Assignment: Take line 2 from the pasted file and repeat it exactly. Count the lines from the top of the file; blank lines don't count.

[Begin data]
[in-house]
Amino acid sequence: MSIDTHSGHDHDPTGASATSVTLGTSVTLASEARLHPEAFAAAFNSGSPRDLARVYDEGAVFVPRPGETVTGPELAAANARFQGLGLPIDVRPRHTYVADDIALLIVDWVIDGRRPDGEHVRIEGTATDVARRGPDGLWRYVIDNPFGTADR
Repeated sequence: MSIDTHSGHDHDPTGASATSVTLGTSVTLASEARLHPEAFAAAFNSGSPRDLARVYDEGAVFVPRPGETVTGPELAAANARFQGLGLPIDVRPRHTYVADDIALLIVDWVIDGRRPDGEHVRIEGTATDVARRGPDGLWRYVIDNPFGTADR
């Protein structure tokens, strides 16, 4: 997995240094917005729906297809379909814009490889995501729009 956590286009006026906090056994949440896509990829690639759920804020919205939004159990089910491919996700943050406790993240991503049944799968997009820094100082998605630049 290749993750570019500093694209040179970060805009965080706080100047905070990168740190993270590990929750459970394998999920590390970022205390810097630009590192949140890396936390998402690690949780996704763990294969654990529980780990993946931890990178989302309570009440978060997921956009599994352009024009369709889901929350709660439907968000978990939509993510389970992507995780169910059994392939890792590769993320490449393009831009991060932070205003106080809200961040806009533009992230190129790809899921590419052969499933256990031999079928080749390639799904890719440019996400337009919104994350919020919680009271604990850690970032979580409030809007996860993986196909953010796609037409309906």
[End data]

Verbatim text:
Amino acid sequence: MSIDTHSGHDHDPTGASATSVTLGTSVTLASEARLHPEAFAAAFNSGSPRDLARVYDEGAVFVPRPGETVTGPELAAANARFQGLGLPIDVRPRHTYVADDIALLIVDWVIDGRRPDGEHVRIEGTATDVARRGPDGLWRYVIDNPFGTADR